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Sons (The Good Earth Trilogy Book 2) Kindle Edition
Sons begins where The Good Earth ended: Revolution is sweeping through China. Wang Lung is on his deathbed in the house of his fathers, and his three sons stand ready to inherit his hard-won estate. One son has taken the family’s wealth for granted and become a landlord; another is a thriving merchant and moneylender; the youngest, an ambitious general, is destined to be a leader in the country. Through all his life’s changes, Wang did not anticipate that each son would hunger to sell his beloved land for maximum profit. At once a tribute to early Chinese fiction, a saga of family dissension, and a depiction of the clashes between old and new, Sons is a vivid and compelling masterwork of fiction. This ebook features an illustrated biography of Pearl S. Buck including rare images from the author’s estate.
From the Publisher
From the Illustrated Biography
Portrait of Pearl S. Buck
Johann Waldemar de Rehling Quistgaard painted Buck in 1933, when the writer was forty-one years old-a year after she won the Pulitzer Prize for The Good Earth. The portrait currently hangs at Green Hills Farm in Pennsylvania, where Buck lived from 1934 and which is today the headquarters for Pearl S. Buck International. (Image courtesy of Pearl S. Buck International.)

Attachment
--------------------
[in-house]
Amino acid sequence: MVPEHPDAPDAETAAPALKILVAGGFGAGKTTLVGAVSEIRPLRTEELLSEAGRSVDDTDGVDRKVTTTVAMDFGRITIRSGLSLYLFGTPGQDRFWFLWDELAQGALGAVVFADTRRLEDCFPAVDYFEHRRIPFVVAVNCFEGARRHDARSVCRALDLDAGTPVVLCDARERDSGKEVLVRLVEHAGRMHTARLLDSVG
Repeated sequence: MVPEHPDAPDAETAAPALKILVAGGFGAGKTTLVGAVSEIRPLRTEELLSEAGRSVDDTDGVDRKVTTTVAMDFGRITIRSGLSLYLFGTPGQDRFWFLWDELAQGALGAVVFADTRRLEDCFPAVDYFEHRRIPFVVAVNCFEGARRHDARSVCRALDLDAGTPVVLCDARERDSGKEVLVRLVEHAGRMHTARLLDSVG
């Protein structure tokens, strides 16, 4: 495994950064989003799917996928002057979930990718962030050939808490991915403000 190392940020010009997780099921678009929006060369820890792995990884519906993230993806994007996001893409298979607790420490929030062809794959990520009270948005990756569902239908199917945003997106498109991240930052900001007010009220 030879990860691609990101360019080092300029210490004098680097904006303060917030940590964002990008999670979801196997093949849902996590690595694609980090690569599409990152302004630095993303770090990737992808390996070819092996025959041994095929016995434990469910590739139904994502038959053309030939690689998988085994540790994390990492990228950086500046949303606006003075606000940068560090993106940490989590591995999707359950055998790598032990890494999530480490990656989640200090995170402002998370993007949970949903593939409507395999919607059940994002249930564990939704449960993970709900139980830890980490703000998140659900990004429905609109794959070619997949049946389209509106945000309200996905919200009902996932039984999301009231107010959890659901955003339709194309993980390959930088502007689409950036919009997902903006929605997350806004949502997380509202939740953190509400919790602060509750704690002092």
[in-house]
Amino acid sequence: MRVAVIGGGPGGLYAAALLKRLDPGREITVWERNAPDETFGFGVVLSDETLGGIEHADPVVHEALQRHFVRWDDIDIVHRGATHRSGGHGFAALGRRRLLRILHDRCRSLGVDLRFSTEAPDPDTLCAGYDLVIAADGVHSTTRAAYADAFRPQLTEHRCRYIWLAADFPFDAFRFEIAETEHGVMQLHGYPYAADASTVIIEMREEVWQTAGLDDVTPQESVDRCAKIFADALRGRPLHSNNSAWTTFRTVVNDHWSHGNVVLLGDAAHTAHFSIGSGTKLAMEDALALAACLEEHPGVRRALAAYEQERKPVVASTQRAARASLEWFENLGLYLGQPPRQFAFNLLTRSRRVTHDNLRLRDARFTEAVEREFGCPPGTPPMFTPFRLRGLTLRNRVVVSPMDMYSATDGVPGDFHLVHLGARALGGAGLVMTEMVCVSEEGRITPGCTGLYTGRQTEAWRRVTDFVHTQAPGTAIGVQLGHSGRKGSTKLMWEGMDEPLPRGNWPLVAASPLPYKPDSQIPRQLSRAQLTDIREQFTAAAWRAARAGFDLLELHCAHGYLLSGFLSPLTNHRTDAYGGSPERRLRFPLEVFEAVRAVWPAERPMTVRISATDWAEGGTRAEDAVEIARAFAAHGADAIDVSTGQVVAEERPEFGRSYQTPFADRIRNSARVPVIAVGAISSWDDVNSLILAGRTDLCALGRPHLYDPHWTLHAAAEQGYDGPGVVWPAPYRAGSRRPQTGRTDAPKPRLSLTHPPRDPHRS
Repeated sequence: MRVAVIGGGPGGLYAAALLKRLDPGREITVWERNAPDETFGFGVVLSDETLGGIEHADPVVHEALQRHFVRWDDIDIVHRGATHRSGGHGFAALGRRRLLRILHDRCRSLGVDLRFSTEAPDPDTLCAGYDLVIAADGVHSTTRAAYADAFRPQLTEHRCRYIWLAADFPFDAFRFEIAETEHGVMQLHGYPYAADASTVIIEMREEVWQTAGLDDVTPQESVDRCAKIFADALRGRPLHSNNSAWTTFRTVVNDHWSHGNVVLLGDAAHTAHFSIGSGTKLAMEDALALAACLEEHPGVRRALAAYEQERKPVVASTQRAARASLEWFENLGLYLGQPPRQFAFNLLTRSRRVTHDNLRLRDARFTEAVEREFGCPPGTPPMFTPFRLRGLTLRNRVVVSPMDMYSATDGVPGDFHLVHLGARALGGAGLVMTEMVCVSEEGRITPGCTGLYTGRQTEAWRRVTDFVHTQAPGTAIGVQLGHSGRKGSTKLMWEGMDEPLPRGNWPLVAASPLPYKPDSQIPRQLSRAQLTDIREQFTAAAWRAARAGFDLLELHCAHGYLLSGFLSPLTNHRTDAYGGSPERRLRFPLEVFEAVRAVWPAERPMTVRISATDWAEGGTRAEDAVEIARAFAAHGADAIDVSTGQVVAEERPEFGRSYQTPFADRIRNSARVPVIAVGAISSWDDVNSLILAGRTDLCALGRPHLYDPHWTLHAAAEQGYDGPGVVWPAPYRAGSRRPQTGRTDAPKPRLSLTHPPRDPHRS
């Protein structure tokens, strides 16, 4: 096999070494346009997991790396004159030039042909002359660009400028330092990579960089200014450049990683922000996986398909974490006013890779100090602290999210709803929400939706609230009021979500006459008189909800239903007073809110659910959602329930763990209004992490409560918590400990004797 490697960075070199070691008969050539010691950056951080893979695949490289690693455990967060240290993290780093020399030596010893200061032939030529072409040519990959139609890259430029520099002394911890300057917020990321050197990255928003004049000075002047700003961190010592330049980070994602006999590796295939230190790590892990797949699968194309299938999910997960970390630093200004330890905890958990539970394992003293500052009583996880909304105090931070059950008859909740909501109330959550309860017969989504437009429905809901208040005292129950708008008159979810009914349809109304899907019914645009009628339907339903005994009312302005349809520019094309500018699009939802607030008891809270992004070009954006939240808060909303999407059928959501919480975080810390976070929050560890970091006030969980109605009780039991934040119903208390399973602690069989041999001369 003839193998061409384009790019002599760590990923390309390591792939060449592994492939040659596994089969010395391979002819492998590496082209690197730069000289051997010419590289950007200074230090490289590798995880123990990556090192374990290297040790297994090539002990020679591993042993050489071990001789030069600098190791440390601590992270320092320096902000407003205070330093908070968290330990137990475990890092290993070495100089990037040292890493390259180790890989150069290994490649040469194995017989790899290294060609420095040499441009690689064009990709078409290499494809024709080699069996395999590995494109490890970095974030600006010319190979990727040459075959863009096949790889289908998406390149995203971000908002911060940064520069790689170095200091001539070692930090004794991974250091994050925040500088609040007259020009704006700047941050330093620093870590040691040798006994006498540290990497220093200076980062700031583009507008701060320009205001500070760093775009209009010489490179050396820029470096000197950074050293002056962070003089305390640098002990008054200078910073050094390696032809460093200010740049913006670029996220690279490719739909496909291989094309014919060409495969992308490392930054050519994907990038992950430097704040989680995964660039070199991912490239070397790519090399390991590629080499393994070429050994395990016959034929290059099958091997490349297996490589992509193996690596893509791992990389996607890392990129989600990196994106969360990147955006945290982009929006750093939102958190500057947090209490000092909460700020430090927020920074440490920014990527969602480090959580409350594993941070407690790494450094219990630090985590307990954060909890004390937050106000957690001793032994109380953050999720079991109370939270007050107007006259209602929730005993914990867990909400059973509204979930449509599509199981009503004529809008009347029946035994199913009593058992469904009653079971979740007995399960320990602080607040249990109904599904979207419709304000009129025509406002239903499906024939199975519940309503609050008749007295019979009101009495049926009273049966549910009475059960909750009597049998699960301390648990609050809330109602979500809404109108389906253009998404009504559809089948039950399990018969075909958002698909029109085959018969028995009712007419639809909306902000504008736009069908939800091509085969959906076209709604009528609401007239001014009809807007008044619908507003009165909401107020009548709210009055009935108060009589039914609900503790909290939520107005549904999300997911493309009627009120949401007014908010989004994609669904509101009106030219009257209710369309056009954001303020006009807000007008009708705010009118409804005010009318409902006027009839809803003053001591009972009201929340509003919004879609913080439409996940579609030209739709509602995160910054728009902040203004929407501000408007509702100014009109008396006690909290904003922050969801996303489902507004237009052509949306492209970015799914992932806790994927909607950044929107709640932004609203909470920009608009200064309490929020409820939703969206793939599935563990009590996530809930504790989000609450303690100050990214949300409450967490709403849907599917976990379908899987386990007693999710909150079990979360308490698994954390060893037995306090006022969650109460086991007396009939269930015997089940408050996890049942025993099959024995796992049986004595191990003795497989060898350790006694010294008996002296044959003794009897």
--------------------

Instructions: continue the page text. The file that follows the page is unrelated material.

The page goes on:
Buck Addresses Poverty in Asia
Buck addresses an audience in Korea in 1964, discussing the issues of poverty and discrimination faced by children in Asia. She established the Orphanage and Opportunity Center in Buchon City, Korea, in 1965.
Buck and Family
Buck with her husband, Richard J. Walsh, and their daughter, Elizabeth.
“[With Sons] Buck has enriched her wide canvas.” —The New York Times
About the Author
- ASIN : B008F4NSTS
- Publisher : Open Road Media (August 21, 2012)
- Publication date : August 21, 2012
- Language : English
- File size : 16295 KB
- Text-to-Speech : Enabled
- Screen Reader : Supported
- Enhanced typesetting : Enabled
- X-Ray : Enabled
- Word Wise : Enabled
- Sticky notes : On Kindle Scribe
- Print length : 229 pages
- Best Sellers Rank: #36,948 in Kindle Store (See Top 100 in Kindle Store)
- #24 in Classic Historical Fiction
- #85 in Classic Literary Fiction
- #328 in Historical Literary Fiction
- Customer Reviews:
About the author
Reviewed in the United States on March 10, 2023